“Far better communication is needed to explain why these measures are essential, and health authorities should ensure their messaging also reaches those who do not speak English as a first language.

“People should be encouraged to wear face masks whenever outside. There is increasing evidence they are effective in areas of high transmission.”

It would no doubt be painful and an unfortunate backward step for Victoria, but it could be the only thing to get on top of the second wave, he said.

On Tuesday afternoon, Premier Daniel Andrews announced that the Melbourne metropolitan region will enter stage three lockdown, with stay-at-home orders in place for six weeks.

Addressing the media, Mr Andrews conceded the situation is “unsustainable” and the rapidly rising numbers mean there simply aren’t enough people to contact trace new infections.

“If we fail to take these steps, then it won’t be a couple of hundred cases per day, it will be many more than that and spiral well and truly out of control.

“Cusp of a second wave, second wave, whatever people want to call this is entirely irrelevant. We have to be realistic about the circumstances that we confront. We have to be clear with each other that this is not over.”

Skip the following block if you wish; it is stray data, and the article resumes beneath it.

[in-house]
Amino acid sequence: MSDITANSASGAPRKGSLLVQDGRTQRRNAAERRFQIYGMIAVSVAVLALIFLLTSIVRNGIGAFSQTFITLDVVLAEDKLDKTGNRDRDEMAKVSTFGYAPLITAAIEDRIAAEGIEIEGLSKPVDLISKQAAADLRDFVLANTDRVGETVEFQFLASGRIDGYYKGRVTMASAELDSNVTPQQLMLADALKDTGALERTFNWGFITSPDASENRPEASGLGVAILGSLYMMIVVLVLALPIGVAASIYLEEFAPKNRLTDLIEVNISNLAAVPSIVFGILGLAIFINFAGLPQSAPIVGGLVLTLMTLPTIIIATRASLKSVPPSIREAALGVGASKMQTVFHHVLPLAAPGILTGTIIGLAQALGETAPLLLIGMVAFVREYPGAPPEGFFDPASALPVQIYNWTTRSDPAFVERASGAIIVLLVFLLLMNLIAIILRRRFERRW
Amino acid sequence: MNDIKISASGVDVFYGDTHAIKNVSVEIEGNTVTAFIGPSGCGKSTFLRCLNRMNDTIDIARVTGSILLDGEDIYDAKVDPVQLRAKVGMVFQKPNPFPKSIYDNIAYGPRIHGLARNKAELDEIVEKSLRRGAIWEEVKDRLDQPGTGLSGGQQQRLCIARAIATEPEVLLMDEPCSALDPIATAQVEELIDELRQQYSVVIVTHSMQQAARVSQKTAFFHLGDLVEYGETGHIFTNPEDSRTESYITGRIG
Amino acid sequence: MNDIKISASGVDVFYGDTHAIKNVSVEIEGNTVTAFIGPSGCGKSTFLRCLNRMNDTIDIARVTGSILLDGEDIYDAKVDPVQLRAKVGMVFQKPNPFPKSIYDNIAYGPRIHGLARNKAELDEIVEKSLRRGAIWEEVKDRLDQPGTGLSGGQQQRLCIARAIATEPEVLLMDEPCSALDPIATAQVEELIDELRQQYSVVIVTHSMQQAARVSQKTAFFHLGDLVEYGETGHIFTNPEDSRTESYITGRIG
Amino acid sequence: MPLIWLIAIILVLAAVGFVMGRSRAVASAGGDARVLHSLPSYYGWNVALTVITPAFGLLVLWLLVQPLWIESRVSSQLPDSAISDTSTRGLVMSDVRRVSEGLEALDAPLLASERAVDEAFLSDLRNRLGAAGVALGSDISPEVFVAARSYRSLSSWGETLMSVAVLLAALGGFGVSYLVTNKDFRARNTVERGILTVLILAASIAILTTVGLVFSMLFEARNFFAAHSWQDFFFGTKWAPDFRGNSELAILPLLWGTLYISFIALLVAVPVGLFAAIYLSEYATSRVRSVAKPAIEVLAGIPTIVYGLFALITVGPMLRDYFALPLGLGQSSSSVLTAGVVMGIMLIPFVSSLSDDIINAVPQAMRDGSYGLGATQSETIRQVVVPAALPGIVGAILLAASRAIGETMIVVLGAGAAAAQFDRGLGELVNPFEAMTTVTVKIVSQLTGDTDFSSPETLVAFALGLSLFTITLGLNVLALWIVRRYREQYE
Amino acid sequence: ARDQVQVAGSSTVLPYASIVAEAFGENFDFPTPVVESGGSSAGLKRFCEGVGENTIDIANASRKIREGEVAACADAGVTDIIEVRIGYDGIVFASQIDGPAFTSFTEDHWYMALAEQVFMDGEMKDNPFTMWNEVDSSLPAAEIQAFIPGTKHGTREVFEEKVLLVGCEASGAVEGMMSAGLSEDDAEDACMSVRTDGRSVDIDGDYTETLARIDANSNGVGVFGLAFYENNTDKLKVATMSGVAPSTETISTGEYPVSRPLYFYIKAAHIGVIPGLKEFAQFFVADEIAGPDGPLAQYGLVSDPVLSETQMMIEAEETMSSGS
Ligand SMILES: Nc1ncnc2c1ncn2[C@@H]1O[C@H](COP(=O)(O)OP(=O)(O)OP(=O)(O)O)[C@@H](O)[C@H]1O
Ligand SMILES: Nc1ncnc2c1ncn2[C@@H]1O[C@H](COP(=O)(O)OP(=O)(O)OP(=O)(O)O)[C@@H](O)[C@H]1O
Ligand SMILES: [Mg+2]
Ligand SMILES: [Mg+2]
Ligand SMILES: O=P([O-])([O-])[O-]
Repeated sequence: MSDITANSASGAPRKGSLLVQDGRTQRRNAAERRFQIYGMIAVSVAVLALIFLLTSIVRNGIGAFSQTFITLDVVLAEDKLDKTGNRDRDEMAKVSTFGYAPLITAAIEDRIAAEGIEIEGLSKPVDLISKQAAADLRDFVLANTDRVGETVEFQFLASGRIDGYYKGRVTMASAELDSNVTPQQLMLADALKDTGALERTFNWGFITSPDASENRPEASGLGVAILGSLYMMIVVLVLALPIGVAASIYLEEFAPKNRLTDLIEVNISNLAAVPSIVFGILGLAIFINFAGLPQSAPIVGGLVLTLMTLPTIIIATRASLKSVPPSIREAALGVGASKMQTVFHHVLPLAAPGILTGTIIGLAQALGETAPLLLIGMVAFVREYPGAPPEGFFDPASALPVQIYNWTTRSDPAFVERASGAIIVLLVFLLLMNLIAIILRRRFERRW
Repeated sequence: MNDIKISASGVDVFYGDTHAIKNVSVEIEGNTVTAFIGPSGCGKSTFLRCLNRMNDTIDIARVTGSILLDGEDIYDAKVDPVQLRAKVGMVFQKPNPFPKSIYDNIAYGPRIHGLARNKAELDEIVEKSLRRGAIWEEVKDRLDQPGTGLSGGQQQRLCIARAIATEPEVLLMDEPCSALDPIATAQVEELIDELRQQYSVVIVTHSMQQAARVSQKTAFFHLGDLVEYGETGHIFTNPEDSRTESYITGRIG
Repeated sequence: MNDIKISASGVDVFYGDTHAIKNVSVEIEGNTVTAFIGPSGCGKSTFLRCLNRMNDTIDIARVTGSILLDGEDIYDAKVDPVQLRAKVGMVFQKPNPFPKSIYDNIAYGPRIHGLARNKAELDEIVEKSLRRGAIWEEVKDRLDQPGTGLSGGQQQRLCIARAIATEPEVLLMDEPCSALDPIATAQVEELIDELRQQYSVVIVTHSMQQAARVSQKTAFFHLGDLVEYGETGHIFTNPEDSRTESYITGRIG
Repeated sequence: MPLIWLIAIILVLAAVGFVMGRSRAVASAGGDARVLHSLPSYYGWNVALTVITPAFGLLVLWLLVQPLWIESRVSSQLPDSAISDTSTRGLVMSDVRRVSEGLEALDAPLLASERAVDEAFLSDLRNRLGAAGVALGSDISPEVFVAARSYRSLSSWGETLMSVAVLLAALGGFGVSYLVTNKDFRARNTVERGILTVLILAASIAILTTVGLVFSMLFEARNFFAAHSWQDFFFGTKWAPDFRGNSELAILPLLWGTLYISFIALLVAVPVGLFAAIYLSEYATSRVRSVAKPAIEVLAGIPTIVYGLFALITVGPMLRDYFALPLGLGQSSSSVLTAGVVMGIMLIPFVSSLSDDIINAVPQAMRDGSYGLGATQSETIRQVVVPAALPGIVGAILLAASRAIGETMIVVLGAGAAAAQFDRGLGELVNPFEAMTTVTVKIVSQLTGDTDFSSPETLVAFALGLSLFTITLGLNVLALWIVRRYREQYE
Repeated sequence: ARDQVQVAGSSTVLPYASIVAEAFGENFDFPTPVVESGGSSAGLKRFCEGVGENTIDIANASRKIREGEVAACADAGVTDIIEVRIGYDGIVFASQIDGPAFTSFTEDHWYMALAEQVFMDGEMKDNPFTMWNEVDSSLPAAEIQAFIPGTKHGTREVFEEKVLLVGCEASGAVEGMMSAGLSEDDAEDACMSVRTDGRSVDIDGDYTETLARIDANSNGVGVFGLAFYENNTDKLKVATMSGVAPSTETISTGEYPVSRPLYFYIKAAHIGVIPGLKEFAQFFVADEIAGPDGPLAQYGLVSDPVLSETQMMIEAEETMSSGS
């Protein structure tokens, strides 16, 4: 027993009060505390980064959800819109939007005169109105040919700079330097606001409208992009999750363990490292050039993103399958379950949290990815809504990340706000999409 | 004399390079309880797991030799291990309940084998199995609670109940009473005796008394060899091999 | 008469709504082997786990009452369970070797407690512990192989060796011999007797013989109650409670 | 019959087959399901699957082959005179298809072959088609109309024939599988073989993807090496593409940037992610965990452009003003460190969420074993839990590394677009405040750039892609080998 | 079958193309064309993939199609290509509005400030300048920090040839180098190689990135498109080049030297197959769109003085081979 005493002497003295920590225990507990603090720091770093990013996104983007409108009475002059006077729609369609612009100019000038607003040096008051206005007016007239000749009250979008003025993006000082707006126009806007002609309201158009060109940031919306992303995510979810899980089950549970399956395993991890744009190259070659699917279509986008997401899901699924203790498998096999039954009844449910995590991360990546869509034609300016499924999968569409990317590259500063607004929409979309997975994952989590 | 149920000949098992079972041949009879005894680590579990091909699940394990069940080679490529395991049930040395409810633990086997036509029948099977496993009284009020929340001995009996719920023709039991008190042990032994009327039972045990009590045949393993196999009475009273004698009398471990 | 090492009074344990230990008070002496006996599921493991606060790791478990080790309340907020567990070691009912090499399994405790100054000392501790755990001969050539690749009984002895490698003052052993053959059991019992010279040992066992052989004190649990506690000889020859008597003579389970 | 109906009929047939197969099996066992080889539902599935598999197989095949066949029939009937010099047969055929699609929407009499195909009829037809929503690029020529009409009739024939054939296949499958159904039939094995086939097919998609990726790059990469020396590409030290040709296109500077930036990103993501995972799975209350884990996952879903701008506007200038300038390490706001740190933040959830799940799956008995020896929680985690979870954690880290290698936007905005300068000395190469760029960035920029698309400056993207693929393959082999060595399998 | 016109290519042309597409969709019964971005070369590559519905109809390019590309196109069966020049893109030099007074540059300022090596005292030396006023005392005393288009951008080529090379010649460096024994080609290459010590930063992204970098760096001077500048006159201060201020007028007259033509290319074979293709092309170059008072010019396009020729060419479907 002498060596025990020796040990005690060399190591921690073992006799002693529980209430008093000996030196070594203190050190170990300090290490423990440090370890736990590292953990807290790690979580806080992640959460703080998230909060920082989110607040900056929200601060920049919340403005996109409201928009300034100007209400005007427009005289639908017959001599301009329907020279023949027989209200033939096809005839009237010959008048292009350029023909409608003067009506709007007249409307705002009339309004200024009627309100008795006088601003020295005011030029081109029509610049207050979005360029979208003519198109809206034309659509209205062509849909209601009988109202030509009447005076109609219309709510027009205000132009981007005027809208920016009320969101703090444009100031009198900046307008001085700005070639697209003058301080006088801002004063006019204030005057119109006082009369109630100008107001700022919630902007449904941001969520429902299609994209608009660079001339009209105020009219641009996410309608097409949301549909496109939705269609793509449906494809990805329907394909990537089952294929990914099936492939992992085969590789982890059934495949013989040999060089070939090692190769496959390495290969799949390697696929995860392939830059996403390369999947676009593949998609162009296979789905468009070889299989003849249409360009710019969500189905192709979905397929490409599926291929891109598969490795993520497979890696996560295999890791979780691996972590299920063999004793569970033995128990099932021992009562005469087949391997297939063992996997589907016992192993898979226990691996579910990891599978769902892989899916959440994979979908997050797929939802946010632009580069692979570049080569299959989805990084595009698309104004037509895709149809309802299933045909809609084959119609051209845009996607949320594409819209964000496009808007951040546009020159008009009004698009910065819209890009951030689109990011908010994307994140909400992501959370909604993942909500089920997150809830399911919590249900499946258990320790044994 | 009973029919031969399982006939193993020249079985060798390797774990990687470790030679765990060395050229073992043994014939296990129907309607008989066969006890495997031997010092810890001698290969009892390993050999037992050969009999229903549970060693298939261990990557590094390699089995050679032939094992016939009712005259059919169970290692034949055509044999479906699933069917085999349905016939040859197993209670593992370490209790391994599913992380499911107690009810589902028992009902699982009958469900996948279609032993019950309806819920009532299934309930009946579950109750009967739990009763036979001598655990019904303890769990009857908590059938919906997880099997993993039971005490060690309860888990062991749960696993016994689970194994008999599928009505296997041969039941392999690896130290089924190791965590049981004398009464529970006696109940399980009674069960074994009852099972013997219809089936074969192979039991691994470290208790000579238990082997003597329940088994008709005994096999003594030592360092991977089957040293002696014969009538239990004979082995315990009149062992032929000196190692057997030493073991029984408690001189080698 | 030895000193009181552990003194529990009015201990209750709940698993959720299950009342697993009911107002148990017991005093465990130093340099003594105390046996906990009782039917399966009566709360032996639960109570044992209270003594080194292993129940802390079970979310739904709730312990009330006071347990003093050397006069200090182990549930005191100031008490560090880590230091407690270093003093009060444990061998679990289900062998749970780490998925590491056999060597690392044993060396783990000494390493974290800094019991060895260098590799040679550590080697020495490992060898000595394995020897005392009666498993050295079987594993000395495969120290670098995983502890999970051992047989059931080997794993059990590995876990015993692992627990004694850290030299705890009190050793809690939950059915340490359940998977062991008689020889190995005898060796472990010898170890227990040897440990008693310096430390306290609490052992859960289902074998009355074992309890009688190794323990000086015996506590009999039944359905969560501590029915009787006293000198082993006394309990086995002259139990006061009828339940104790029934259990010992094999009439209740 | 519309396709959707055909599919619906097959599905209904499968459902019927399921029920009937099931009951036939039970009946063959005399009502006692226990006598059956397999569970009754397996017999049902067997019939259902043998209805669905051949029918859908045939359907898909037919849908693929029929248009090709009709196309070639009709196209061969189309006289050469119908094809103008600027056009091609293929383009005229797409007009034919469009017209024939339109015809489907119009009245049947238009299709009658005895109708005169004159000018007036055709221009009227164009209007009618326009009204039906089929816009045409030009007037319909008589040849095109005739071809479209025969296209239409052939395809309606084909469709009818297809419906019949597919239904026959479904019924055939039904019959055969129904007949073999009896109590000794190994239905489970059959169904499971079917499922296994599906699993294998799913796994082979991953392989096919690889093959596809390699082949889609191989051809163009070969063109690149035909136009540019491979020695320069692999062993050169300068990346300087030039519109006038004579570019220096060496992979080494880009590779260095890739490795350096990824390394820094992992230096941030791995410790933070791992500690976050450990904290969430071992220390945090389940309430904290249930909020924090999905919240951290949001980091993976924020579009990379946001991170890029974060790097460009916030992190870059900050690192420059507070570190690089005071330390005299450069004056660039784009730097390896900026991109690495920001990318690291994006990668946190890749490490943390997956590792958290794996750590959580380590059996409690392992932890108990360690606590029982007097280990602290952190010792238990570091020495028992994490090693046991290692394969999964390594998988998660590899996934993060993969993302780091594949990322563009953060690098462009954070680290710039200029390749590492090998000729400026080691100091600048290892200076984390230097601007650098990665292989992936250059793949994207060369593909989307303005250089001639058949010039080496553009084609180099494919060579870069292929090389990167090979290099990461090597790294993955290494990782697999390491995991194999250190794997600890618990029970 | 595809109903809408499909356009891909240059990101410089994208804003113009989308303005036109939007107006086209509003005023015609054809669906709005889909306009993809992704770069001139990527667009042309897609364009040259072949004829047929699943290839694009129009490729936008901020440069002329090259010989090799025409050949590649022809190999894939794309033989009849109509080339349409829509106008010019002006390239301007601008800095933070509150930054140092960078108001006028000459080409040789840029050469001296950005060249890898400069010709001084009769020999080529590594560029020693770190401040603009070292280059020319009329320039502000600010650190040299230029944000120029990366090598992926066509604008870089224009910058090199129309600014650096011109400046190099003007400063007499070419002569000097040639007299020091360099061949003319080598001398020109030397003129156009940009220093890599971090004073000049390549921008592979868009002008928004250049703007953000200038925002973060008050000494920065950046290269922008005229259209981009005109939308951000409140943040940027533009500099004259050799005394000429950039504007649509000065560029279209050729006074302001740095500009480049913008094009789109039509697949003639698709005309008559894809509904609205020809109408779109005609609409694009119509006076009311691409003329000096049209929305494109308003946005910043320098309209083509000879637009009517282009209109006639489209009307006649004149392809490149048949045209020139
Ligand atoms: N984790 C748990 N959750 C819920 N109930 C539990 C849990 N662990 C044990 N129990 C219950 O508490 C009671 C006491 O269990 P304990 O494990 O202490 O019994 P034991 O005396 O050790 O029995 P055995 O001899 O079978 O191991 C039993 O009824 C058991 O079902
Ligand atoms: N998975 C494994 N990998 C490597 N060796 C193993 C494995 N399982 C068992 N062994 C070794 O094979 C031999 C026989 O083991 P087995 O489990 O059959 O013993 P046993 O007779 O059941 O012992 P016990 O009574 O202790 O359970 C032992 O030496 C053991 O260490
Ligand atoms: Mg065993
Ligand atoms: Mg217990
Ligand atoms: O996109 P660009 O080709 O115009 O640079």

RELATED: Melbourne tower residents left to ‘starve’ as SES takes away food

The situation now is more complex than at the start of the pandemic, when the majority of cases were ‘imported’ from travellers returning from overseas.

“The real concern is when there’s increasing community transmission where the origin of the virus is unknown. That’s been going up and down over the past several days.

“It makes things more challenging when it’s difficult for authorities to work out where the infection has come from. If you can’t do that, it means there are more cases out there.”

Coronavirus has shown itself to be an unpredictable pandemic, with a number of variables to infection that are virtually impossible to anticipate.

“The mathematical modelling is useless. It’s an almost chaotic situation that’s difficult to predict.”

RELATED: Man appears to bolt out of last train from Melbourne to Sydney

The resurgence has been linked to failures in the state’s hotel quarantine system, with those in mandatory 14-day isolation allowed to flout rules and security guards accused of facilitating breaches and even sleeping with those in lockdown.